Following God's Way to Peace


Jesus has a vision of God’s abundant life, God’s rich blessings, God’s plenty, like a vast harvest which he wants to make available to everyone. Jesus sends people out to make the harvest real.

Not a harvest of people, but a harvest for people: a harvest of peace - understood as shalom - a peace which embraces every aspect of the personality, every aspect of society, every aspect of creation.

So it includes healing, nourishment, wholeness, justice, freedom from slavery, from oppression, from every force that is too strong for them. A harvest that sets people free from every force that is too strong for them. This is why the gospels emphasise exorcism - the casting out of evil spirits - because as well as being physical, psychological, emotional and spiritual healing, it is an image for the power to set people free from every force which is too strong for them: selfishness, sin, economic exploitation, political corruption and oppression, prejudice and racism, criminality and violence.

The Spirit of the Lord is upon me,

Because he has anointed me

To bring good news to the poor.

He has sent me to proclaim release to the captives,

And recovery of sight to the blind,

To let the oppressed go free,

To proclaim the year of the Lord’s favour. (Luke 4.18-19)

Jesus sends his followers out, not just to proclaim this - to tell people “The kingdom of God has come near to you,” but to make it real. In fact, Luke implies that they are to make it real - do practical things to demonstrate its truth - before they explain and expound Jesus’ message. Action then explanation. We make the good news real - then we explain what it means - and because people have seen it with their own eyes, what we say carries conviction. It is convincing.

Jesus sends people out to make the harvest real to those who need its abundant blessings, its peace. To everyone. But they do not just take it to people - more complex than that - they also listen for it in the people they meet and look for it in the places where they go.   Where they find it, they recognise it, uncover it, reveal it, bring it out into the light, name it, declare it, develop it, magnify it.

This is the labour of peace-making or peace-development. And it is work - hard, costly, difficult and sometimes even dangerous work.

Julian of Norwich wrote,

“I can see three things,” I said, “A game, a scorning, and an earnestness. A game, in which the Fiend has been overcome: a scorning, because God scorns him, so he shall be scorned indeed; and an earnestness, because he has been overpowered by the blessed passion and death of our Lord Jesus Christ, which was done in real earnest and with real hard work.” (Julian of Norwich, “Revelations of Divine Love”, chapter 13)

When she calls Jesus’ encounter a “game” she is not talking about something like Trivial Pursuit. She wrote in the fourteenth century, when the great “game” was jousting: men in steel armour on huge armoured horses riding full tilt at one another and seeking to unseat each other - often being terribly injured or killed in the process.   The point she wants to make is that the struggle between Jesus and the forces which trap, diminish and destroy human beings is deadly serious, undertaken in real earnest, and is very hard, costly, dangerous work.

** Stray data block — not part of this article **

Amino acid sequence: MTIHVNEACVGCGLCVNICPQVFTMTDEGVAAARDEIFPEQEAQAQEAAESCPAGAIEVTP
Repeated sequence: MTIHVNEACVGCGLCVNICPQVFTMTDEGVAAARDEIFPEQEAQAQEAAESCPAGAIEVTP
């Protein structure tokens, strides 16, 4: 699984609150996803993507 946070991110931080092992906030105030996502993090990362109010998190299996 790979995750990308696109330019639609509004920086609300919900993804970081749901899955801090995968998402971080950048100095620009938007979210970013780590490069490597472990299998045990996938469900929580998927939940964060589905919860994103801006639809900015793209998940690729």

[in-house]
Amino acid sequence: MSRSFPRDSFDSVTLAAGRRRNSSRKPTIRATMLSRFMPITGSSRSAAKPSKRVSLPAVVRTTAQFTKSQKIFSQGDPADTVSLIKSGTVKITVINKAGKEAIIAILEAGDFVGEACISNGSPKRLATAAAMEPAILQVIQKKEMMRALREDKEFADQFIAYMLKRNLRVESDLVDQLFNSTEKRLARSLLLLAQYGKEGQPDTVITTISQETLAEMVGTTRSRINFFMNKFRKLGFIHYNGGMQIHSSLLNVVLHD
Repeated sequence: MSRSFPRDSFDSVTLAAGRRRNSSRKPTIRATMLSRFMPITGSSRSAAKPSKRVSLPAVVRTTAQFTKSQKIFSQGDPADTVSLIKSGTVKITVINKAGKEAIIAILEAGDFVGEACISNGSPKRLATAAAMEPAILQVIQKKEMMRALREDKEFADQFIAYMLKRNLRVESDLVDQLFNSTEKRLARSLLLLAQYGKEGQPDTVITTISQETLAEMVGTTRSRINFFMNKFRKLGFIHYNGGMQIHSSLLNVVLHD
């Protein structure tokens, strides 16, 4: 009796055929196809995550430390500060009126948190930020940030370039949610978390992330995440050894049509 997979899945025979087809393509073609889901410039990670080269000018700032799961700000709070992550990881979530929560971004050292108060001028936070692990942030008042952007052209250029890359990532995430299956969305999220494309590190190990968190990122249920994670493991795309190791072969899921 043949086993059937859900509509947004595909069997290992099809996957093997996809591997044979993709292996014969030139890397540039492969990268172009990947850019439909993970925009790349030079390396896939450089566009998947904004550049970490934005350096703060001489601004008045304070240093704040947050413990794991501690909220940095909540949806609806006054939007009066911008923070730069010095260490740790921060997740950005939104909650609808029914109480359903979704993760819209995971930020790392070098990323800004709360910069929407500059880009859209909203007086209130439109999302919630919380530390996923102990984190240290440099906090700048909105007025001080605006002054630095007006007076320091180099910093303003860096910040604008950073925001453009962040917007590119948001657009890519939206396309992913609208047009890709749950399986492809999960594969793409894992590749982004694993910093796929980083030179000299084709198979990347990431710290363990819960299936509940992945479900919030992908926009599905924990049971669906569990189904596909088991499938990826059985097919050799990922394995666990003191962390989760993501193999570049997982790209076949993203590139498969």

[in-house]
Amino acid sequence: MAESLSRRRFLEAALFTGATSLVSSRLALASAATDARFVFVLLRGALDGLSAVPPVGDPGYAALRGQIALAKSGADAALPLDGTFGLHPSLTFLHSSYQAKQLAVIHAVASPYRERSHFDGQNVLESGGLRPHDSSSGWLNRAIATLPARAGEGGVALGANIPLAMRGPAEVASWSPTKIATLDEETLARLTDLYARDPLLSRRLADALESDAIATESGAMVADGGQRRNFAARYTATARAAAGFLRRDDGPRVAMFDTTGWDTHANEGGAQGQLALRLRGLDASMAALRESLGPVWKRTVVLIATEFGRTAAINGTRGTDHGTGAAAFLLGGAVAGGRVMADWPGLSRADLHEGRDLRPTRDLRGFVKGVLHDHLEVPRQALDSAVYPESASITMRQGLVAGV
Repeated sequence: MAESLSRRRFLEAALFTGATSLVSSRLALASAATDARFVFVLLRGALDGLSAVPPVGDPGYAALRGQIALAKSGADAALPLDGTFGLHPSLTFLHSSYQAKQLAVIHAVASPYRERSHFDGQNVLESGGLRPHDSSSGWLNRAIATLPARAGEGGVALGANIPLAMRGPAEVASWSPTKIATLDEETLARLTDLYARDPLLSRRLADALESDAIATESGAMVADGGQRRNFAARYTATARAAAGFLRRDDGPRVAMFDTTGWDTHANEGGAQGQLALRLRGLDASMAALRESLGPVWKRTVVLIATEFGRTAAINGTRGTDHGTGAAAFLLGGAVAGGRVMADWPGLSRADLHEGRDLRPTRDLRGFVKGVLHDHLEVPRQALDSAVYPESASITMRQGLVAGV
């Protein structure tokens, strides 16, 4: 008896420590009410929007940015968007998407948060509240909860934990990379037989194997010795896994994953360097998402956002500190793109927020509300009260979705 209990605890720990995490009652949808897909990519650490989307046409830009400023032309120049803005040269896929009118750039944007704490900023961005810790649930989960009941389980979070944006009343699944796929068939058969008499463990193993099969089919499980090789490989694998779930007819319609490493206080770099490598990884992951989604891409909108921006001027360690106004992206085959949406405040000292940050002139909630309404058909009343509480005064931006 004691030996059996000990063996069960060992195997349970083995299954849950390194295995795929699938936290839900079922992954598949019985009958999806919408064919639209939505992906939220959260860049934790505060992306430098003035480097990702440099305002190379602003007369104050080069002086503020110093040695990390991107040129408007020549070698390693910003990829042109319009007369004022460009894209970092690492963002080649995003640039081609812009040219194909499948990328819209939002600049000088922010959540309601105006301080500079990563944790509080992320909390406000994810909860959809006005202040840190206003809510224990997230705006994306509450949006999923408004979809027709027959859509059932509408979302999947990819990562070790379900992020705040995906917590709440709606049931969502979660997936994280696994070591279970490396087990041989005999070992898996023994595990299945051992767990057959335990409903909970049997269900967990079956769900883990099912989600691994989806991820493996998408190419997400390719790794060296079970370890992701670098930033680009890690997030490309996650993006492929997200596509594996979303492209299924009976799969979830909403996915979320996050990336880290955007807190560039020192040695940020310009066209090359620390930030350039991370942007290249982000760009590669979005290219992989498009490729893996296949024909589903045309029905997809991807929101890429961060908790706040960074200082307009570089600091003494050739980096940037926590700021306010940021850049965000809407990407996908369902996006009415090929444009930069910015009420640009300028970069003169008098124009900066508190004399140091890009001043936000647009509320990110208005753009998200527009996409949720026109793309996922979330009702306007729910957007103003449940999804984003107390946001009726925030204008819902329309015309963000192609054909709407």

The same point is made - in a very different manner - by J. K. Rowling in her Harry Potter books. Although she writes about magic, there is a sense in which her portrayal of the contest between Harry and Lord Voldemort is very realistic. Good can win, but only as a result of a struggle in which there are losses and sacrifice. Harry and those around him do not emerge unscathed: the struggle marks them, changes them. They have to grow up, make decisions, develop their abilities, discover who their friends are and discover how to be a friend in order to have any chance of defeating their enemy.

Which is exactly right. Because it is not so much what we do - or rather, not only what we do - but also how we go about it - how we deal with people and situations - that shows people the kingdom, that shows them that the peace of God is real. Jesus gives his followers instructions as to how they are to behave: they are to be grateful, to serve, to heal, to everywhere uncover the seeds of peace and tend them so that they grow.

This is a long-term project, a process of working through our anxieties until we are able to trust, learning to listen and pay attention, so that in every place, every person, every encounter and every situation, we can hear God’s call to peace and respond to it. Not easy, but it is possible.

When David was growing up - as one of four children - his family had a special whistle which meant: “I am here, come and find me.” It was a way for David’s father to gather them together when they were scattered on the beach or in a supermarket.